It is basically about us (the “spectator”) watching the social and political goings-on in the world (the “spectacle”). It’s about what drives our decision to take action, to do something (to “act” or to not-“act”). My favorite line:

What is it that keeps us from being a part of it?
Stage fright. The fear that keeps us off the stage, and the terror that freezes us once we’re upon it.

This idea of “acting” was a major theme of the production. I love the message it conveys. It reminds me very much of one of my favorite songs, Bob Dylan’s Blowing In the Wind, which pretty much asks, how much of the world’s injustices have to happen before we decide to stand up against it? How much wrongs do we have to be a spectator of being we decide to “act” against it?

It also reminds me of the video I talked about in this previous post (“First Follower”). Here’s a link to a TED Talk by the dude who made the video talking about the same video (because TED Talks are legitimate). Point: It takes courage to stand up to be the first follower of a social movement and really give it momentum.

Message: Don’t let stage fright stop you from taking social action!

Anyway, back to our production.

This production is unique because of 2 things:

First, with the Occupy Movement in mind, the choreographers played with the idea of “occupying” the theater. This translates to having dancers performing in many different, unconventional, traditionally unused parts of the theater all at the same time (you get the feeling that the dancers are taking over the theater), and having audiences moving around the theater after each piece and watching the show from different vantage points.

This means at one point, I was performing in the “catwalk” above the stage (where the stage lights are installed), so audiences have to look up to see me dance. This also means that audience groups watch from different areas of the theater: from the stairs leading up to the stage, or from the back of the theater, or from above the stage where old stage props are stored.

Some of the audience are onstage, where there are chairs lined against the backdrop, as they watch the show. After the show, one audience member said, “As I was sitting on stage, and the dancers are three feet in front of me, I realize that audience watching from other areas of the theater are probably watching me as I watch the performance.” Ta-da! The spectator hence becomes the spectacle.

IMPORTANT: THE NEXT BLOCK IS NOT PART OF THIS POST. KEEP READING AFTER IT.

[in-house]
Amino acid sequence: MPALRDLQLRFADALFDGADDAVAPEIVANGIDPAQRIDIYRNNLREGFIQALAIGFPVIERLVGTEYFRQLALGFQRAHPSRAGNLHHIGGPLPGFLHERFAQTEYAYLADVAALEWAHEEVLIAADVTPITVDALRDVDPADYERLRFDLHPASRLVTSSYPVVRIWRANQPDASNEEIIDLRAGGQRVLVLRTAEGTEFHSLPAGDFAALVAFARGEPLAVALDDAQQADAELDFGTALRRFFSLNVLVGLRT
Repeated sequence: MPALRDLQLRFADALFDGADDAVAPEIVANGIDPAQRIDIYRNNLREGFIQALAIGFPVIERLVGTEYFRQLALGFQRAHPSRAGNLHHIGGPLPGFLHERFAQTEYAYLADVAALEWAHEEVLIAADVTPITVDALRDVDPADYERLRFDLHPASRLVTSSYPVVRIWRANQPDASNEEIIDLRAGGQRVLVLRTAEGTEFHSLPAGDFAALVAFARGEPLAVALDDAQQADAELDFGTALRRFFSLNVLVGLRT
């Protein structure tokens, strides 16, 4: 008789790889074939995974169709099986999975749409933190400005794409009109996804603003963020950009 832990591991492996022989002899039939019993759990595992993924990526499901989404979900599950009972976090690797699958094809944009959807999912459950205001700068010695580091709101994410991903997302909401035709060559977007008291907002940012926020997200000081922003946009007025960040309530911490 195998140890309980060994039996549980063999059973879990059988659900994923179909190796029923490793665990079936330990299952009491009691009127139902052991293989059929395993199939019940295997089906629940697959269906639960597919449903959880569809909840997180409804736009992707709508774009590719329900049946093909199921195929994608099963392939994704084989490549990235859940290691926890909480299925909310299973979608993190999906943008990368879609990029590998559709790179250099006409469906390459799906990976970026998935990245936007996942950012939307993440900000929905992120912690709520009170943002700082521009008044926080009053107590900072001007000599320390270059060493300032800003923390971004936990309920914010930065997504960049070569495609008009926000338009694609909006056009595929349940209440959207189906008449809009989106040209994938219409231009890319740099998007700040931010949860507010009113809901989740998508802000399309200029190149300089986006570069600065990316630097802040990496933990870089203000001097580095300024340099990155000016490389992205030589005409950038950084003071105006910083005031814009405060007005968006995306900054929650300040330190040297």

The seats in the house, the ones where audience usually sit, are completely empty, and that space is transformed into a performance area. Camping tents were also set up around the theater to evoke a sense of “occupying” the theater.

Second unique thing, the production tries to interrupt the conventional relationship between performer and audience by challenging the very-rehearsed roles of the audience and the performers. There are moments in the show where a dancer goes,

If you can hear me, clap once…
If you can hear me, clap twice…
If you can hear me, clap three times.

The rest of the cast all clap, the audience, however, are free to clap along or not. During the talkback after the show, some people have asked, “Were we supposed to have clapped?” And the answer is, there is no answer to that. It depends on how much you feel a part of the action. It depends on whether you want to take the role of the “spectator”, or the “actor”. (Again, this blurring of the line between performer and audience relates back to whether we are satisfied with watching world events unfold, or whether we decide to be part of it.)

Actually, this is a good place to take a break. This is long enough and I have a short paper due tomorrow that I have yet to write. Let’s do Part 2 another day. Stay tuned!

Dancing and Cooking

Tonight, I feel really good.

After many days of 6-hour long rehearsals, and many more months of hard work prior to that, tonight, we finally opened.

It was a really good show. I felt so much energy in all of our performances. I’m extremely excited to see how this can be intensified over the next three days. (Our shows on all four days sold out!)

The theme of our production is about bring together dance/theater and activism, both political and social. I find the body to be a very powerful tool for conveying messages about issues like political disappearance and other human rights abuses in a way that words cannot achieve.

I came back to the apartment after the show, and because we’ve already opened and so no longer have tech rehearsals that end at 11pm, and because I am, for once, actually on top of my work, I decided that I didn’t have to sleep early, so I went ahead and… cooked.

I feel really, really good tonight, and it makes me realize two things —